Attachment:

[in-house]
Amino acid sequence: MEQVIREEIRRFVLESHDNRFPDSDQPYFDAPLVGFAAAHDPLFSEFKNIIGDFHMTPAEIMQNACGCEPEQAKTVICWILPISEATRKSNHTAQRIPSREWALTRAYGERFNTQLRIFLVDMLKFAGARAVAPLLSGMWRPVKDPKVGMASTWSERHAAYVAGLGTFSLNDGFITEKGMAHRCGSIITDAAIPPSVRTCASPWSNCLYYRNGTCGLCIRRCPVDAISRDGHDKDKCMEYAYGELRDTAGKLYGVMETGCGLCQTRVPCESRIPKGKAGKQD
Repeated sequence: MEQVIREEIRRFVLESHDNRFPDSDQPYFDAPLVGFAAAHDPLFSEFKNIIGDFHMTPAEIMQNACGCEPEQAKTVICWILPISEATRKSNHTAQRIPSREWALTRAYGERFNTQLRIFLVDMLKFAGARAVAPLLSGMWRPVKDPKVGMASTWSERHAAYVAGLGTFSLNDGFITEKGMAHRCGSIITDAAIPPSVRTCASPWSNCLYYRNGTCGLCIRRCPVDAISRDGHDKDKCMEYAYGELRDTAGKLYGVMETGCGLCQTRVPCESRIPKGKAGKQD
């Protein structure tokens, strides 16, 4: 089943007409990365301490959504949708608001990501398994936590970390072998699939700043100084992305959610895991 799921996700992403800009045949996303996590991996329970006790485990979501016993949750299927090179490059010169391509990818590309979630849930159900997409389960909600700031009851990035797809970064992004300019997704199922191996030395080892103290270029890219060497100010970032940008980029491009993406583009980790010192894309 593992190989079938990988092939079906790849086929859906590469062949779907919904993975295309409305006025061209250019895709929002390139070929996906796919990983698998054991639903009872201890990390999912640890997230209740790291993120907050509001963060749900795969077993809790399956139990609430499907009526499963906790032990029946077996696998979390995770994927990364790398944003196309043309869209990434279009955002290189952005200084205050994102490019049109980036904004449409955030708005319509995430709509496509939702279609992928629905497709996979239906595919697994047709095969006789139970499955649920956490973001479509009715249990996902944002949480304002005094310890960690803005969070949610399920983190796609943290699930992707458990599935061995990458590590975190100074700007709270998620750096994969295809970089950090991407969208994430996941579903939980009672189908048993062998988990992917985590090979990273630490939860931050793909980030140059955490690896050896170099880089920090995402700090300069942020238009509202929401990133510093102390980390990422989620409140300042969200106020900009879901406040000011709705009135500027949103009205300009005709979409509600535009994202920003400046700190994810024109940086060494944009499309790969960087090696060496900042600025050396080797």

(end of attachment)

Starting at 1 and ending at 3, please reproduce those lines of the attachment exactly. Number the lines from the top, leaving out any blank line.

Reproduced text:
[in-house]
Amino acid sequence: MEQVIREEIRRFVLESHDNRFPDSDQPYFDAPLVGFAAAHDPLFSEFKNIIGDFHMTPAEIMQNACGCEPEQAKTVICWILPISEATRKSNHTAQRIPSREWALTRAYGERFNTQLRIFLVDMLKFAGARAVAPLLSGMWRPVKDPKVGMASTWSERHAAYVAGLGTFSLNDGFITEKGMAHRCGSIITDAAIPPSVRTCASPWSNCLYYRNGTCGLCIRRCPVDAISRDGHDKDKCMEYAYGELRDTAGKLYGVMETGCGLCQTRVPCESRIPKGKAGKQD
Repeated sequence: MEQVIREEIRRFVLESHDNRFPDSDQPYFDAPLVGFAAAHDPLFSEFKNIIGDFHMTPAEIMQNACGCEPEQAKTVICWILPISEATRKSNHTAQRIPSREWALTRAYGERFNTQLRIFLVDMLKFAGARAVAPLLSGMWRPVKDPKVGMASTWSERHAAYVAGLGTFSLNDGFITEKGMAHRCGSIITDAAIPPSVRTCASPWSNCLYYRNGTCGLCIRRCPVDAISRDGHDKDKCMEYAYGELRDTAGKLYGVMETGCGLCQTRVPCESRIPKGKAGKQD